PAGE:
The Phillies threw a twist into their lingering offensive slump Thursday night.
Instead of just sputtering offensively all night, this time they actually got a bunch of hits but couldn’t get big hits when they needed them.
After managing just four runs and 13 hits in three losses in Cincinnati, the Phillies hammered out 13 hits Thursday night against former Cy Young runner-up Adam Wainright and two Cards relievers. But they left men on base inning after inning, stranded runners in key spots and lost their fourth straight game, 4-3, to the Cards at Citizens Bank Park (see Instant Replay).
“As long as we keep getting them, eventually it’ll come around,” third baseman Michael Young said. “As long as we have a good approach, eventually we’ll start to find some holes in big spots.”
The Phils have now scored three or fewer runs in seven straight games for only the fifth time since 1976.
They fell to 6-10, their worst record after 16 games since they were 5-11 in 2007.
“We hit the ball good,” manager Charlie Manuel said. “We had runners on base. That’s the best we’ve hit in a while. We had some good chances, we just couldn’t cash in. We didn’t get the big hit when we had chances.”
The Phillies wasted a bunch of good opportunities. Two on with one out in the fourth. Two on with two outs in the eighth. Then first and third with nobody out in the bottom of the ninth, a jam reliever Edward Mujica worked out of by getting Kevin Frandsen to ground out, striking out Jimmy Rollins and getting Freddy Galvis to bounce out.
“I felt our approach was a little better,” Young said. “But we have to make sure that every positive turns into a win.”
Ryan Howard had three hits, and Chase Utley, Galvis and Erik Kratz had two apiece.
This was the first time since Oct. 1, 2009 in a 5-3 loss to the Astros that the Phillies scored three or fewer runs despite 13 or more hits.
The Phillies also failed to draw a walk for the fourth consecutive game, matching the longest such streak by any major-league team in 93 years. They’ve sent 135 batters in a row to the plate without a walk.
The Phillies’ latest frustrating offensive performance wasted a solid outing by Cole Hamels, who went seven innings, allowing five hits and three runs. He struck out eight and walked two.
Two of the three runs he allowed were tainted, coming on a routine fly ball that John Mayberry turned into a double and then a two-run double by Yadier Molina down the right-field line in the fourth that appeared to be foul.
Mayberry simply fell down ranging to his right while tracking down Allen Craig’s fly ball to right-center.
“I was going back on it and and looked back and the ball was in the lights,” Mayberry said. “By the time I [found it], my cleat kind of gave out, and I wasn’t able to recover and make the break.”
Craig’s double gave the Cards second and third with no outs, and Molina’s double gave the Cards a 2-0 lead.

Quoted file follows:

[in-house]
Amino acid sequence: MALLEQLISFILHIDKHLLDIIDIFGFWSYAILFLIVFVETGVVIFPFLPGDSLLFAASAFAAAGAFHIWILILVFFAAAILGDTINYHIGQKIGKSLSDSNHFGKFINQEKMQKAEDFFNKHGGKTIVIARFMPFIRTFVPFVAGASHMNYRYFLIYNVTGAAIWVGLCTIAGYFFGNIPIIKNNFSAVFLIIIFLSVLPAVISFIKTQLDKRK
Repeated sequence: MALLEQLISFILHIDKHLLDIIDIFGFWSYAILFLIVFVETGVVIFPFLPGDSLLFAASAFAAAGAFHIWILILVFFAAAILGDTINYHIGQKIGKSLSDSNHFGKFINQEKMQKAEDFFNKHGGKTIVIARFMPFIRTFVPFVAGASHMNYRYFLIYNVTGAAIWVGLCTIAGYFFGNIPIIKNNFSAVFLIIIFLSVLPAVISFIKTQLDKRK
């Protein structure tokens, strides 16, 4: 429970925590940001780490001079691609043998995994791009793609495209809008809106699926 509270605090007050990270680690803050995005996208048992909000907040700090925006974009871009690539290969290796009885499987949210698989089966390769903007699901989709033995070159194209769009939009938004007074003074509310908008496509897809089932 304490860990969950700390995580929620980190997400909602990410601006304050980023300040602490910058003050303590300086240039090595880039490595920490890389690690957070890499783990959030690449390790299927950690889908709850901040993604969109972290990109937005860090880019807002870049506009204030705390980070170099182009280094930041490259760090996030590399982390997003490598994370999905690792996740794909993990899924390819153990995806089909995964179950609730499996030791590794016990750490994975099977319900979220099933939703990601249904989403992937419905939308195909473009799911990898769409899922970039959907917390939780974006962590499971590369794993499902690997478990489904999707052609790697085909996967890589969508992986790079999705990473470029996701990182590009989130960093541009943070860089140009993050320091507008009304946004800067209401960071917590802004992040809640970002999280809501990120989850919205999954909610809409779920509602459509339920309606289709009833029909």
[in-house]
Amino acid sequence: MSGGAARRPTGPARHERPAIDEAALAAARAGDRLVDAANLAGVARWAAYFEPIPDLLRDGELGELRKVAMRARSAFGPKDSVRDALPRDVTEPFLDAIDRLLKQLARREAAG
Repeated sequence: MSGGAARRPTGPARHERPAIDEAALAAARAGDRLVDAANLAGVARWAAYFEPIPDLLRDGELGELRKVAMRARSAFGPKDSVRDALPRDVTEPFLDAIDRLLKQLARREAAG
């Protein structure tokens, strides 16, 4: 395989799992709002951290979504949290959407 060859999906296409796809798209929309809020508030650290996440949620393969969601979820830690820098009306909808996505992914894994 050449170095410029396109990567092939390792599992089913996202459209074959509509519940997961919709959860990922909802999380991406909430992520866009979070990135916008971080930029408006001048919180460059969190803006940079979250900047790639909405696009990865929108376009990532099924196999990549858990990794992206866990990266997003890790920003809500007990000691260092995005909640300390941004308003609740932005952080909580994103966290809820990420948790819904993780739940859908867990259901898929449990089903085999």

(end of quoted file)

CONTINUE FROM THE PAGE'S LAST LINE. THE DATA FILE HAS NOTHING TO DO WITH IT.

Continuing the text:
“It kind of looked like the ball did not hit the line,” Manuel said. “It looked like it was foul. It was very, very close, but it looked like it was a foul ball.”
Two bad breaks for Hamels, but he didn’t use either one as an excuse.
“It comes with baseball,” said Hamels, winless after four starts for the first time since 2009. “There’s going to be situations you have to battle through, and it tonight it was a couple poorly executed pitches. … You have to put it past you and try to minimize runs, and I wasn’t able to do that as well as I would have liked.
“I felt really good tonight. Everything was working well. I was able to execute most of my pitches, but a few got away and didn’t go where you planned, and they came at the wrong time. When I’m making mistakes, they’re coming at the wrong time right now. Sometimes you have to be better than good to win games. You have to be great.”
The Phillies tied the game at 2-all in the sixth on doubles by Rollins, back in the leadoff spot for the first time this year, and Galvis, making his first career start in the outfield, and a base hit by Utley. They tied it at 3-all in the seventh on Kratz’s RBI single.
But Carlos Beltran’s 336th career home run, a solo shot just over the left-field wall off Mike Adams in the top of the eighth, was the game-winner.
“He’s a good hitter, and I left one up just enough where he could get a pretty good pass on it,” Adams said. “He struck it well. I thought maybe it might be to the warning track or off the wall, but it stayed up and got out.”
With the Braves winning again, the Phillies dropped 7½ games out of first place.
“I mean, they’re hot, they’re a good team,” Ben Revere said of the 13-2 Braves. “They have good pitching, good hitting, but we’re going to get hot, and when we start rolling, we’re going to be a tough team to beat also. We’re going to be up there with them, I guarantee that.
“We’ve got a good enough ball club to compete for a championship. I believe in this squad.”